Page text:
PYGMALION is probably the most broadly appealing of all GB Shaw’s plays even if, like me, you inadvertently think of it as My Fair Lady without the songs. Indeed, the dialogue in the musical is so similar to the Shaw original that, almost literally, and more than once too, I half expected the band to strike up!
The play itself was written as a sharp satire on the British class system and, in particular, on the role of women in society. Today, of course, the latter has changed considerably and we can celebrate Eliza’s liberation at the end of the play, chuckling at Higgins and the new sense of insecurity he feels, in a way that, perhaps, an audience of 100 years ago might have found significantly more uncomfortable.
In terms of the British class system however, we can still recognise the attitudes of those in power and the sharp social divides that remain within our society. It certainly doesn’t take us long to realise how little has really changed in this direction since Shaw penned the play just over one hundred years ago. As Doolittle says in the final act of the play: “They’ve got you every way you turn!”
This is a sparkling production, both humorous and poignant, with dialogue that has stood the test of time and with some wonderfully spirited performances.
In the three central roles of Eliza, Higgins and Pickering, Sarah Easterbrook, Bill Peat and Tony Harrison were superb. I loved Eliza’s feistiness, Higgins’ arrogance and indignation and Pickering’s general aplomb and impeccable sense of comic timing. There was a real confidence to their performances which made them totally believable, no more so than in Act IV when Eliza first has to endure Higgins’ and Pickering’s long and indulgent self-congratulation before confronting the former and famously hurling his slippers at him. This was a beautifully directed scene, well-paced and with a fine eye, and ear, for detail.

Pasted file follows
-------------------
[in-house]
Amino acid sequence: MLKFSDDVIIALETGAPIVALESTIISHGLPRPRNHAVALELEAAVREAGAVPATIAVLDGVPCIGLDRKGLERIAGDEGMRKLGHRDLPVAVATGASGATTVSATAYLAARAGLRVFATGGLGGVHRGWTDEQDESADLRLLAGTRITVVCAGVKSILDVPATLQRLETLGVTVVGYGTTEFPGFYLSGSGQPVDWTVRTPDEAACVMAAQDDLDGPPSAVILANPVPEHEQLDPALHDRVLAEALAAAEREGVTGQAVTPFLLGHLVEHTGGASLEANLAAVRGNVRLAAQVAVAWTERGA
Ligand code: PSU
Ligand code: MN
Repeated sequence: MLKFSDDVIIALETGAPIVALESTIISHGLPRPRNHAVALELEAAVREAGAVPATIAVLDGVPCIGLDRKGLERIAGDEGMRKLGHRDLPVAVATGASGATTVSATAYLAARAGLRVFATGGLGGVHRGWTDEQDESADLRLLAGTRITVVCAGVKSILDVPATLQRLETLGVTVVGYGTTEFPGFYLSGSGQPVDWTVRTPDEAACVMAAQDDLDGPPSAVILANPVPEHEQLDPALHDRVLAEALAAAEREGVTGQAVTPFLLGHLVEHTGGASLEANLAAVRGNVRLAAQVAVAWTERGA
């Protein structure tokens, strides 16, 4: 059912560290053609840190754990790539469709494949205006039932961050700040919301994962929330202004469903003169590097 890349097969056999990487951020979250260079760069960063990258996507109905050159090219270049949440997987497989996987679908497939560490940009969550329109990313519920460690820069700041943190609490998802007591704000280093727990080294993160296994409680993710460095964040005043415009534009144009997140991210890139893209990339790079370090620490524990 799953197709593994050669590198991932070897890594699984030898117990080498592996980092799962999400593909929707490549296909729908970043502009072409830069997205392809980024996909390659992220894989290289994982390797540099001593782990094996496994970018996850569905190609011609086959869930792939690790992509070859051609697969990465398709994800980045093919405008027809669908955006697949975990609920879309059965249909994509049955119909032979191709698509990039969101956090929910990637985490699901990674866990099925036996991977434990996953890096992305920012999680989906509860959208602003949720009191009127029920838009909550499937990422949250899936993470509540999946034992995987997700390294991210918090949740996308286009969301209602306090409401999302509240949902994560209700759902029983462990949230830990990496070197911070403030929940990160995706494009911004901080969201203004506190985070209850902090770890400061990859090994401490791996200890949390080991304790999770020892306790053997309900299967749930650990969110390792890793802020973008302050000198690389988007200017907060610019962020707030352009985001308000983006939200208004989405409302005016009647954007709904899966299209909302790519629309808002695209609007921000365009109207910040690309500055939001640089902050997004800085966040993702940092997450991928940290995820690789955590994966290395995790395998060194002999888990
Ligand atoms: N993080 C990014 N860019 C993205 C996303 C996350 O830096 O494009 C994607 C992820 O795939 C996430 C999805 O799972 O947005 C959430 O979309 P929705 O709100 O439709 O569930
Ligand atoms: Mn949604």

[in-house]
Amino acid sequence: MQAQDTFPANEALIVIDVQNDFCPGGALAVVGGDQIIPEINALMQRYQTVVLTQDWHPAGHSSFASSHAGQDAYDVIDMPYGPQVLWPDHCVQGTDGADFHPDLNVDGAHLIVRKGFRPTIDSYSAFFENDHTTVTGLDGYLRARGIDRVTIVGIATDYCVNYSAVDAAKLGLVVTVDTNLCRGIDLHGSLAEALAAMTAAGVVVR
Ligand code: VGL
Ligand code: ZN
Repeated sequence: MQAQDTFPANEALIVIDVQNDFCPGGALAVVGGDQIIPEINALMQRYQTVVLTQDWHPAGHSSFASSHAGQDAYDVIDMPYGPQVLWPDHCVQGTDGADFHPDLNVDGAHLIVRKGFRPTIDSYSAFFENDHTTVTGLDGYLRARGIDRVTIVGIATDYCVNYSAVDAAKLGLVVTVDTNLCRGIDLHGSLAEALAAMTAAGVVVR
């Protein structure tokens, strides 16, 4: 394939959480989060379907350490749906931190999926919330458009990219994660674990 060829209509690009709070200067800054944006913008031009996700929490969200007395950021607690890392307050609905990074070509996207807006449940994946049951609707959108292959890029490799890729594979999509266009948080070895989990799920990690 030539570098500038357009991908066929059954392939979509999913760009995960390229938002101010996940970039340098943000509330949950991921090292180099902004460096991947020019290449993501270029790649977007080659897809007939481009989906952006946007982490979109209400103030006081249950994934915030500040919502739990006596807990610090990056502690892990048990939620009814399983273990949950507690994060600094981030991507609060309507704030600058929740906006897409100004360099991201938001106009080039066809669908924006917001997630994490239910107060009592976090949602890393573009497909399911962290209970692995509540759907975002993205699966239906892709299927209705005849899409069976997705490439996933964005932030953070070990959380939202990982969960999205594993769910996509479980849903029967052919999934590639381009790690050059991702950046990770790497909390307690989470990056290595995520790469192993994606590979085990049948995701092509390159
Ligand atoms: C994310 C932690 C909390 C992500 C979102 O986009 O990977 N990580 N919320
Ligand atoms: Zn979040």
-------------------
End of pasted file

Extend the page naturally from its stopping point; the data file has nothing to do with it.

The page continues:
In the supporting roles, Jane Wade was a convincing Mrs Pearce – I liked her business with the bowl of chocolates and the various reprimands and cautions she delivers to Higgins in Act II, while Val Atkinson as Mrs Higgins was a particular delight, exuding a natural air of graciousness and good breeding. The clarity and dignity of her speaking voice was one of the many highlights of the production.
“You certainly are a pretty pair of babies, playing with your live doll” she declares to Higgins and Pickering – the first in a series of such admonishments. She managed her guests, the Eynsford Hills, for afternoon tea beautifully too – another wonderful scene; Ann Baseden (Mrs Eynsford Hill) who simply cannot get used to the “new ways”, Helen Peat (Clara) who, in 1913, is naively eager to embrace whatever the future may hold and Dave Meakin as the equally naïve and charmingly love-struck Freddie who would most awfully like to meet Miss Doolittle again.
At the other end of the social scale, Alan Mash gave a very strong performance as Alfred Doolittle. Looking slightly (and maybe appropriately) like Lenin in profile – at least from where I was sitting – his eloquence, body language and general stage presence were commanding and his lengthy political diatribes a further highlight of the evening. Smaller, cameo roles were similarly well played by Jane Coe, Alison Mash and Valerie Harbour.
Although an experienced director himself, this was Alan Morris’ first production for the long-established Sturminster Newton Amateur Dramatic Society and he is to be warmly congratulated. He made good use of the difficult stage at the Exchange and the scene changes were fairly slick and, by and large, kept the play moving along nicely. The use of revolving flats was most successful and although I think I might have chosen to have dressed the lively bunch of scene-changers as servants rather than as Covent Garden workers, that is to quibble.
It is a pity that the little bits of mime that featured early on in both the major scene changes (for example the “snapshot” Higgins/Eliza elocution lesson we saw between Acts II and III) could not have been developed rather more as this would have made them even more entertaining, but no doubt there were practical reasons for this. Costumes, too, were most effective, one or two tableaux looking quite Renoir-ish. Some of the lighting could have been rather more atmospheric and the music which, according to the programme at least, was so much a part of the whole production concept, could perhaps have been a bit louder but this are minor considerations.
It was a really great show.